I went on a trip to New York recently to visit friends, and I brought with me a 1995 Pinnacle Griffey (the gum bubble one) in a screw case specifically to take pictures of it in cool places. And wouldn’t you know it? The one day we took a train into the city, I left it back at the house where I was staying. Sad panda.
I’m mentioning this here because of Wallet Card, the new craze that’s spreading around the blogsphere like wildfire. It’s a concoction of defgav from BaseballCard Breakdown, and its crazy fun-sounding.
Always having a card one’s person makes for a great opportunity to never miss a great cardboard photo op. But what card should I butt-rock? It should be a Griffey, obviously, but which one?
If I had my druthers, I would go with the 1989 Upper Deck #1 rookie, a universally-appreciated and recognized card with a street value somewhere between ten and fifteen bucks. That’s a lot for overproduction-era cardboard. Do I really have the nerve to damage an ’89 UD #1 by molding it to the curvature of my buttocks via wallet storage? Maybe that’s not such a good idea.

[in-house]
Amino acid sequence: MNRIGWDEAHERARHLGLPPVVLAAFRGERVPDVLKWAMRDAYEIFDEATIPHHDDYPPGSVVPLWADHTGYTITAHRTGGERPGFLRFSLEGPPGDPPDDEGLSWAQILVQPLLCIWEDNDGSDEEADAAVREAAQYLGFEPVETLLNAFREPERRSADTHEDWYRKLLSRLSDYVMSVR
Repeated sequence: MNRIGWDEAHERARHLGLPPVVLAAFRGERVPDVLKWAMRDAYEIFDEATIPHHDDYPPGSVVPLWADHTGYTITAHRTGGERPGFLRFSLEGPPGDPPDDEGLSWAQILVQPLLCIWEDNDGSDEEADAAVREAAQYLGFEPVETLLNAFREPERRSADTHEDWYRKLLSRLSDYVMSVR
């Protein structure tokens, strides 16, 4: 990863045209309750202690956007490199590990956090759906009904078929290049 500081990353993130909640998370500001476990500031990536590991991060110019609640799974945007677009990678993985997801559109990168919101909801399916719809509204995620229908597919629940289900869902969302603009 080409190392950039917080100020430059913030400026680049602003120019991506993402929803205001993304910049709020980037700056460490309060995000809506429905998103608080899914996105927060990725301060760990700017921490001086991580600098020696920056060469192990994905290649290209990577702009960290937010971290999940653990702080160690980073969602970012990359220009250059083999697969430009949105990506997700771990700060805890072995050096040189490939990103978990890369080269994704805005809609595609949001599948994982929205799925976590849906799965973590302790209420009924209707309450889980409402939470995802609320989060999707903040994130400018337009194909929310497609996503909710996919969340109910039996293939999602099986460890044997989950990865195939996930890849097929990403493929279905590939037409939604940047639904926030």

My next pick is the Donruss rookie, ol’ #33. It’s the one that got me into collecting Griffeys, and I have several dozen of them including a few that already have condition issues. There would be little sacrifice there.
The ’95 Pinnacle is a good option, too, given that it’s my Blogger avatar and a great photo of the Kid keepin’ it light. People love that card, and it’s available on COMC for a mere 45 cents. Such a deal.
You know what? I’m overthinking this.